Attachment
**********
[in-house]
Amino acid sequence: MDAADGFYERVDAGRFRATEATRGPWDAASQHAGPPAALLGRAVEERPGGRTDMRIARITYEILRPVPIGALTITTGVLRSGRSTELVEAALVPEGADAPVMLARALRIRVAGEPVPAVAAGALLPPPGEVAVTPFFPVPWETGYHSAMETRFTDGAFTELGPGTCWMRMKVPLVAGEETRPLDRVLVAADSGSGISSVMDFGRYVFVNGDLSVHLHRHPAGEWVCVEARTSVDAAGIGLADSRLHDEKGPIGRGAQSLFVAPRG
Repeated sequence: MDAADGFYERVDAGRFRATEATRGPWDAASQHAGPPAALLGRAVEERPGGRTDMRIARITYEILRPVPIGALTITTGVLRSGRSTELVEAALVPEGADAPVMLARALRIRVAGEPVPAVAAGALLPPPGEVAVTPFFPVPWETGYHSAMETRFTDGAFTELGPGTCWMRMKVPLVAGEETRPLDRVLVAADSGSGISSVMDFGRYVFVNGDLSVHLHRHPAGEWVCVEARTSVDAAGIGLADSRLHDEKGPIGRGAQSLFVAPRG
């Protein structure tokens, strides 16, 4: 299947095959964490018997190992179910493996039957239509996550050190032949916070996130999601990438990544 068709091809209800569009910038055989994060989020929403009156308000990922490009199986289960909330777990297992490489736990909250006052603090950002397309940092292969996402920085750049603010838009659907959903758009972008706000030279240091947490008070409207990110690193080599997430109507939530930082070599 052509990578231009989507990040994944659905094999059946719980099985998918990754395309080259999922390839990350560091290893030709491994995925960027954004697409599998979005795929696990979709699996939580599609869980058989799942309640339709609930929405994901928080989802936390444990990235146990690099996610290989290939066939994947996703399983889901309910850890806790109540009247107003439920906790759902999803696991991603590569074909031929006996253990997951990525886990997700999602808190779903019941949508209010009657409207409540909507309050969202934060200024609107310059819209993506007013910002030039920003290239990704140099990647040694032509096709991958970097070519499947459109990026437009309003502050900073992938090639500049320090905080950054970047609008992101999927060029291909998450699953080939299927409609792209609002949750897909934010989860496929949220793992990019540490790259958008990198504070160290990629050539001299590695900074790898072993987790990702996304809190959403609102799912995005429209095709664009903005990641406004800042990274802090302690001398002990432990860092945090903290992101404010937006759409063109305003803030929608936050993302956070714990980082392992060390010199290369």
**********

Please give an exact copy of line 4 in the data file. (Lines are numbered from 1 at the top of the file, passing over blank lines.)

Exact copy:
């Protein structure tokens, strides 16, 4: 299947095959964490018997190992179910493996039957239509996550050190032949916070996130999601990438990544 068709091809209800569009910038055989994060989020929403009156308000990922490009199986289960909330777990297992490489736990909250006052603090950002397309940092292969996402920085750049603010838009659907959903758009972008706000030279240091947490008070409207990110690193080599997430109507939530930082070599 052509990578231009989507990040994944659905094999059946719980099985998918990754395309080259999922390839990350560091290893030709491994995925960027954004697409599998979005795929696990979709699996939580599609869980058989799942309640339709609930929405994901928080989802936390444990990235146990690099996610290989290939066939994947996703399983889901309910850890806790109540009247107003439920906790759902999803696991991603590569074909031929006996253990997951990525886990997700999602808190779903019941949508209010009657409207409540909507309050969202934060200024609107310059819209993506007013910002030039920003290239990704140099990647040694032509096709991958970097070519499947459109990026437009309003502050900073992938090639500049320090905080950054970047609008992101999927060029291909998450699953080939299927409609792209609002949750897909934010989860496929949220793992990019540490790259958008990198504070160290990629050539001299590695900074790898072993987790990702996304809190959403609102799912995005429209095709664009903005990641406004800042990274802090302690001398002990432990860092945090903290992101404010937006759409063109305003803030929608936050993302956070714990980082392992060390010199290369």